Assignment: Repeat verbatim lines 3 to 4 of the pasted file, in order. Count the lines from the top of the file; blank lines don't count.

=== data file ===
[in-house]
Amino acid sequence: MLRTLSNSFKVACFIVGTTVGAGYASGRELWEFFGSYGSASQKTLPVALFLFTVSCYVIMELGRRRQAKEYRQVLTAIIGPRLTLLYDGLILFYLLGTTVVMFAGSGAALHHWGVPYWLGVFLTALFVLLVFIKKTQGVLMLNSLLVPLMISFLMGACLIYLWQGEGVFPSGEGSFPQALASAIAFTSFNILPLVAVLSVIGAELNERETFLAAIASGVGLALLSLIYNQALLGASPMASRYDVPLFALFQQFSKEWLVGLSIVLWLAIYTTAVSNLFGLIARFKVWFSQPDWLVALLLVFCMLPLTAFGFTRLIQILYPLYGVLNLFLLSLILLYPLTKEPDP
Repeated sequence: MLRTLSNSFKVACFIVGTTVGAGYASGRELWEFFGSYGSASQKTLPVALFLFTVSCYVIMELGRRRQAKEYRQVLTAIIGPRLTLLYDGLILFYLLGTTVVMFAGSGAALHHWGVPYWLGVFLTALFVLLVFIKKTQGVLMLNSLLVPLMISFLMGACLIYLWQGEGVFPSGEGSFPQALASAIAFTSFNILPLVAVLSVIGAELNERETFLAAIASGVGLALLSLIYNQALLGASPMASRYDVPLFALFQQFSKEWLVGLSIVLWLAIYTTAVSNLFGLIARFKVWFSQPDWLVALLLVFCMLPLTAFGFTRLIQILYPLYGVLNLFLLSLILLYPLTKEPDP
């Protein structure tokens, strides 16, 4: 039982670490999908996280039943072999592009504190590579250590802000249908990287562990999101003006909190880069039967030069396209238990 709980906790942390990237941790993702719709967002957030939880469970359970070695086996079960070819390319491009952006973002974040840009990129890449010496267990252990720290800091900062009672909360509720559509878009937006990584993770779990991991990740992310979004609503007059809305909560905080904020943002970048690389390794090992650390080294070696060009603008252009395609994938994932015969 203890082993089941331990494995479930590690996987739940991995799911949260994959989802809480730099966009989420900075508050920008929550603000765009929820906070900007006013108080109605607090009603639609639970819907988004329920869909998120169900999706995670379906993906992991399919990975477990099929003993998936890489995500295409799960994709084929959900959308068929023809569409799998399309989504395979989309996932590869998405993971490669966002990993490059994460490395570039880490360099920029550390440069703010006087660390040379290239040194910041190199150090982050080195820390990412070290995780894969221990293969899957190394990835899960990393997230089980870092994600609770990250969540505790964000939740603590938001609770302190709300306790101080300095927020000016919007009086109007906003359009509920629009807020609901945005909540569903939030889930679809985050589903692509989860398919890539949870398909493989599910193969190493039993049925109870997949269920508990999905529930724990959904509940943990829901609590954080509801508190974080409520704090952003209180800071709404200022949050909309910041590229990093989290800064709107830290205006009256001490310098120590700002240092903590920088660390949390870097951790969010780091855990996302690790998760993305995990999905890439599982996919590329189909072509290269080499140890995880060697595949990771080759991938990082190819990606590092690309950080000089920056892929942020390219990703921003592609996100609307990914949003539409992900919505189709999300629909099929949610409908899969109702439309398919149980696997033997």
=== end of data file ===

Repeated sequence: MLRTLSNSFKVACFIVGTTVGAGYASGRELWEFFGSYGSASQKTLPVALFLFTVSCYVIMELGRRRQAKEYRQVLTAIIGPRLTLLYDGLILFYLLGTTVVMFAGSGAALHHWGVPYWLGVFLTALFVLLVFIKKTQGVLMLNSLLVPLMISFLMGACLIYLWQGEGVFPSGEGSFPQALASAIAFTSFNILPLVAVLSVIGAELNERETFLAAIASGVGLALLSLIYNQALLGASPMASRYDVPLFALFQQFSKEWLVGLSIVLWLAIYTTAVSNLFGLIARFKVWFSQPDWLVALLLVFCMLPLTAFGFTRLIQILYPLYGVLNLFLLSLILLYPLTKEPDP
């Protein structure tokens, strides 16, 4: 039982670490999908996280039943072999592009504190590579250590802000249908990287562990999101003006909190880069039967030069396209238990 709980906790942390990237941790993702719709967002957030939880469970359970070695086996079960070819390319491009952006973002974040840009990129890449010496267990252990720290800091900062009672909360509720559509878009937006990584993770779990991991990740992310979004609503007059809305909560905080904020943002970048690389390794090992650390080294070696060009603008252009395609994938994932015969 203890082993089941331990494995479930590690996987739940991995799911949260994959989802809480730099966009989420900075508050920008929550603000765009929820906070900007006013108080109605607090009603639609639970819907988004329920869909998120169900999706995670379906993906992991399919990975477990099929003993998936890489995500295409799960994709084929959900959308068929023809569409799998399309989504395979989309996932590869998405993971490669966002990993490059994460490395570039880490360099920029550390440069703010006087660390040379290239040194910041190199150090982050080195820390990412070290995780894969221990293969899957190394990835899960990393997230089980870092994600609770990250969540505790964000939740603590938001609770302190709300306790101080300095927020000016919007009086109007906003359009509920629009807020609901945005909540569903939030889930679809985050589903692509989860398919890539949870398909493989599910193969190493039993049925109870997949269920508990999905529930724990959904509940943990829901609590954080509801508190974080409520704090952003209180800071709404200022949050909309910041590229990093989290800064709107830290205006009256001490310098120590700002240092903590920088660390949390870097951790969010780091855990996302690790998760993305995990999905890439599982996919590329189909072509290269080499140890995880060697595949990771080759991938990082190819990606590092690309950080000089920056892929942020390219990703921003592609996100609307990914949003539409992900919505189709999300629909099929949610409908899969109702439309398919149980696997033997």